A study looking at a new vaccine to treat leukaemia (WIN)

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Cancer type:

Acute leukaemia
Acute myeloid leukaemia (AML)
Blood cancers
Chronic leukaemia
Chronic myeloid leukaemia (CML)
Leukaemia

Status:

Results

Phase:

Phase 2

This study looked at a possible vaccine treatment for people with acute myeloid leukaemia (AML) and chronic myeloid leukaemia (CML).

More about this trial

The vaccine was for people with a form of a gene Open a glossary item called Human Leucocyte Antigen (HLA A2). This vaccine is designed to help immune system cells to find and destroy leukaemia cells. The treatment is directed against a substance called ‘Wilms tumour antigen’ (WT1).

Researchers think WT1 is important for your cancer cells to survive, and vaccinating against this could control the cancer. They hoped the injection would help boost the immune system to make white blood cells called lymphocytes. Lymphocytes are able to remember and recognise a piece of WT1. Doctors hoped that the vaccine would help the lymphocytes recognise and kill leukaemia cells.

DNA vaccination is a new treatment, which has only been tested in small groups of people so far. But this is the first time this type of vaccination was tested in people.

The main aims of this study were to find out:

  • how a gene called ‘bcr/abl’ in CML responds to the vaccine treatment
  • if the vaccine works to stop AML coming back

Summary of results

In this small study, the researchers found the vaccine was safe and it helped boost the immune system. The CML went away a little bit in 1 person who had the vaccine.

21 people with CML took part in the study.

  • 12 people who tested positive for WT1 had the vaccine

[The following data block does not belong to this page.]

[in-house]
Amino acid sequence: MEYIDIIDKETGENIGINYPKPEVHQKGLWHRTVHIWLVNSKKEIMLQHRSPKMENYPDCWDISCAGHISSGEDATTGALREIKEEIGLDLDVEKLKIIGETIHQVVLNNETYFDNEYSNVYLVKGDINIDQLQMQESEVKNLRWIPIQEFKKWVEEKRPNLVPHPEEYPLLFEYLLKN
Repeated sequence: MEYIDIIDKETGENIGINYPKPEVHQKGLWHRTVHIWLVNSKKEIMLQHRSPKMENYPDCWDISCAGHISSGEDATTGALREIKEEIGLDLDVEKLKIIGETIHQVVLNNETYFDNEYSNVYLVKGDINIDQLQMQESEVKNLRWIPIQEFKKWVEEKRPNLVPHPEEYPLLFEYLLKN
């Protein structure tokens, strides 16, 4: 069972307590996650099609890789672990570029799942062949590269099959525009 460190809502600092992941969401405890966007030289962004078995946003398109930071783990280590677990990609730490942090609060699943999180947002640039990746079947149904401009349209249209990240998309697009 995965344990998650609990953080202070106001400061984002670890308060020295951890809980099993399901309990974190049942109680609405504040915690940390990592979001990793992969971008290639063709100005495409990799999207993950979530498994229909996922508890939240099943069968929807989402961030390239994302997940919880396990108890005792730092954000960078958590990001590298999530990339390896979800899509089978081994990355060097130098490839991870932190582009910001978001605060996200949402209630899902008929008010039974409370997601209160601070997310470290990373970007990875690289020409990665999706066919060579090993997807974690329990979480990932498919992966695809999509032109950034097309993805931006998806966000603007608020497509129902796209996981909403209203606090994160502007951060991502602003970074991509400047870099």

• 9 people who didn’t test positive for WT1 didn’t have vaccine

Everyone who took part had stable CML and they were on a low dose of a drug called imatinib. Those having the vaccine had it as an injection into a muscle. At the same time as the injection, the nurse or doctor passed a small electric current (lasting about half a second) through the needle. This is called electroporation, and it makes the vaccine work better by helping it enter the cells.

The study team looked at how well treatment had worked. During the study, they had measured 2 types of molecules in the blood that are markers for leukaemia. They were:

  • WT1
  • bcr–abl

They found:

  • in 1 person who had the vaccine, the levels of bcr-abl went down. This is called a partial or major cytogenetic response.  
  • 1 person who didn’t have the vaccine had a major response but this was because of the imatinib

They also looked at how treatment affected the immune system. They had the results for 10 people. They found 7 out of 10 (70%) people had T cells that targeted WT1.

The study closed early as the study team couldn’t find as many people as they had hoped to take part. And they didn’t manage to recruit any people with AML.

The study team found the vaccine was safe with no new unexpected side effects. They found the vaccine boosted the immune system and in one person the level of bcr-abl went down.

Researchers are hoping to look at the vaccine in people who have AML. But they say it isn’t possible to do any studies at the moment.

We have based this summary on information from the research team. The information they sent us has been reviewed by independent specialists (peer reviewed Open a glossary item) and published in a medical journal. The figures we quote above were provided by the trial team who did the research. We have not analysed the data ourselves.

Recruitment start:

Recruitment end:

How to join a clinical trial

Please note: In order to join a trial you will need to discuss it with your doctor, unless otherwise specified.

Please note - unless we state otherwise in the summary, you need to talk to your doctor about joining a trial.

Chief Investigator

Professor Christian Ottensmeier

Supported by

Bloodwise
Experimental Cancer Medicine Centre (ECMC)
NIHR Efficacy and Mechanism Evaluation (EME) Programme
NIHR Clinical Research Network: Cancer
University Hospital Southampton NHS Foundation Trust
University of Southampton Clinical Trials Unit

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Freephone 0808 800 4040

Last review date

CRUK internal database number:

7442

Please note - unless we state otherwise in the summary, you need to talk to your doctor about joining a trial.

Around 1 in 5 people take part in clinical trials

3 phases of trials

Around 1 in 5 people diagnosed with cancer in the UK take part in a clinical trial.

Last reviewed:

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